The Rational Actor Model

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Political scientists and historians have always been on the opposite sides on the subject of how a decision is made. Political Scientists claim that by knowing a few details into the major players prior preferences that all future actions can be predicted by using that Rational Actors Model. However, historians refute this theory arguing that without knowing the context or the environment of the player, one can never truly understand the decision making process. By using the events which led to the internment of Japanese Americans I hope to show that any event can fit the model in hindsight but at the time of the actual decision there could have been many options for Japanese Americans short of internment.
On December 7-12, 1941 President
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According to Allison and Zelikow admit the deviancy saying “characterization of the rational actor’s choice in a world of uncertainty about estimated consequences of options requires further information or assumptions about the actors’ attitude toward risk.” Allison justifies the model saying people must use the Rational Actor Paradigm. It uses a “systematic statement of the basic assumptions, concepts, and propositions employed in the basic school of analysis”. In our example, the only known objective was to agree upon that a decision of some kind had to be made. The options on the table were increase law enforcement, create exclusion zones, mass deportation, internment, extermination, propaganda, encourage loyalty, full scale evacuation or simply do nothing. According to Essence of Decision: Explaining the Cuban Missile Crisis the “modern design theory, the rational design problem is reduced to selecting among a set of given alternatives, each of which has a given set of consequences.” Taken with the game theory urged by Allison and Zelikow it should result in “optimal choices in narrowly constrained, neatly defined situations. In these situations, rationality refers to an essentially Hobbesian notion of consistent, value-maximizing reckoning or adaption within specified…show more content…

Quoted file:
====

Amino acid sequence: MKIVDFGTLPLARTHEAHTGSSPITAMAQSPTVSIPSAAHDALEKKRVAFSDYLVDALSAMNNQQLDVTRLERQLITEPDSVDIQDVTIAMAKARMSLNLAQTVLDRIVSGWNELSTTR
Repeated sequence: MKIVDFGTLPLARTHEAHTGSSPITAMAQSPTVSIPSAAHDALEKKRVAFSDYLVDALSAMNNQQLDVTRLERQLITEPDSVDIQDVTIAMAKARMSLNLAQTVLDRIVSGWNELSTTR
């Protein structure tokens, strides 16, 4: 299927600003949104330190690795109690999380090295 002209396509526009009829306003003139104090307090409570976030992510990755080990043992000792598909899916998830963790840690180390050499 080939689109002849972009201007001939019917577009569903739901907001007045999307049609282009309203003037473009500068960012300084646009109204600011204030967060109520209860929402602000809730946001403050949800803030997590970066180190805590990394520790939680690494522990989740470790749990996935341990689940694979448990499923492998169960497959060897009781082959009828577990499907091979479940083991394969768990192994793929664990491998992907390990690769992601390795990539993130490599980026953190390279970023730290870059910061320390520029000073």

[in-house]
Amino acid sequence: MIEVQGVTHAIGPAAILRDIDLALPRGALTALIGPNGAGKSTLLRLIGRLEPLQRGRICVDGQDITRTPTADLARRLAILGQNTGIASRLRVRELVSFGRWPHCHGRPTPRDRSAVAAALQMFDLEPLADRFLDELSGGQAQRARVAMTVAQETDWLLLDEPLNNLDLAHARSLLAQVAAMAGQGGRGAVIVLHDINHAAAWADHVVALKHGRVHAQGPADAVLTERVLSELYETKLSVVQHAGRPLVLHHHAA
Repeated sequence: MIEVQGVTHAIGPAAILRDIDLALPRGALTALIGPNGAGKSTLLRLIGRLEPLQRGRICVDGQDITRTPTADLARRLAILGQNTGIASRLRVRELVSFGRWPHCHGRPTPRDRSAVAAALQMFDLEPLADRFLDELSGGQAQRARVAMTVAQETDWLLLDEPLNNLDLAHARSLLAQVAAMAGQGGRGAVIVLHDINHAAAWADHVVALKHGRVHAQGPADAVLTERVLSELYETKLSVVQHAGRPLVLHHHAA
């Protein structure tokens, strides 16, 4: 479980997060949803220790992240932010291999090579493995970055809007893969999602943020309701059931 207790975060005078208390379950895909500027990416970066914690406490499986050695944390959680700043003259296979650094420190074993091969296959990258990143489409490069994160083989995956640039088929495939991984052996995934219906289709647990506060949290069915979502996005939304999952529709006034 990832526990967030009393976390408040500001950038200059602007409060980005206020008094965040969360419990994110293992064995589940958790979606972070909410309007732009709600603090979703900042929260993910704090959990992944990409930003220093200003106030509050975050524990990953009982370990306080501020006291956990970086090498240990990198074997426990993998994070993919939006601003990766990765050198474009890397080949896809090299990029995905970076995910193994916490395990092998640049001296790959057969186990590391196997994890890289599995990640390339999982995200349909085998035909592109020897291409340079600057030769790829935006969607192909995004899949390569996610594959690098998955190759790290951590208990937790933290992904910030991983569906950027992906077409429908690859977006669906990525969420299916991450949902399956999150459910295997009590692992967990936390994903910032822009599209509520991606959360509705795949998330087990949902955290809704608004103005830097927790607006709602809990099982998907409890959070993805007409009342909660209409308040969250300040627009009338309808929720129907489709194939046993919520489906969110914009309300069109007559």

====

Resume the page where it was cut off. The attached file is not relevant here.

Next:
Looking at the “alternatives” we see a variety of more simplified options. Looking at the options it seems strange that the choice of internment was made. The Law enforcement option was the Isai (Japanese immigrants to the United states) and Nisei (Japanese Americans born in the United States), secondly limit travel visas into or out of the United States, limit the geography the Isai and Nisei could go, and take away work from those who were acting questionably. Domestic exclusion zones were also put up for debate which would exclude Isai or Nisei from working on or near military bases, war manufacturing companies, and away from coast lines or boarders. Mass deportation was an option for non-citizens but due to the high expense it was not an economically feasible option at the time. Extermination was also not an option at that large a scale for cost reasons. There was also an offer of giving all the power of controlling the Isai by giving power to the Nisei. The War Department was adamant to have martial law control the Japanese Americans. The government could have also encouraged the Japanese Americans to prove their loyalty and earn back respect in the majority of American communities advocated by John Franklin Carter. Carter and Curtis Munson advocated Pro Japanese American propaganda to
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